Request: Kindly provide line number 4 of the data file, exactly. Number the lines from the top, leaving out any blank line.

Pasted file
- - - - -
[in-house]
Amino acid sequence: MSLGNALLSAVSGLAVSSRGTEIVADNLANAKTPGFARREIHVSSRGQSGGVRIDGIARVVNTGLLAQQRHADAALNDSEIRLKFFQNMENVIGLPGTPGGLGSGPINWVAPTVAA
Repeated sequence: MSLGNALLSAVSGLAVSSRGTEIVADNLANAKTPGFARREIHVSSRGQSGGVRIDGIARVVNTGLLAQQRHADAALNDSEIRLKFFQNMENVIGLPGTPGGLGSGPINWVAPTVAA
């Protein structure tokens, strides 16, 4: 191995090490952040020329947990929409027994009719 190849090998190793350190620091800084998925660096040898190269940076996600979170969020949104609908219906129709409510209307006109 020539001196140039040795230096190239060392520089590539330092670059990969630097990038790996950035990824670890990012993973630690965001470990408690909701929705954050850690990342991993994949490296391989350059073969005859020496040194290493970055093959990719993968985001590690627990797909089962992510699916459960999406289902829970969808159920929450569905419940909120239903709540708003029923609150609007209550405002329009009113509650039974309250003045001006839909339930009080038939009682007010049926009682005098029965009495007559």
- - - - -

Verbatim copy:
């Protein structure tokens, strides 16, 4: 191995090490952040020329947990929409027994009719 190849090998190793350190620091800084998925660096040898190269940076996600979170969020949104609908219906129709409510209307006109 020539001196140039040795230096190239060392520089590539330092670059990969630097990038790996950035990824670890990012993973630690965001470990408690909701929705954050850690990342991993994949490296391989350059073969005859020496040194290493970055093959990719993968985001590690627990797909089962992510699916459960999406289902829970969808159920929450569905419940909120239903709540708003029923609150609007209550405002329009009113509650039974309250003045001006839909339930009080038939009682007010049926009682005098029965009495007559």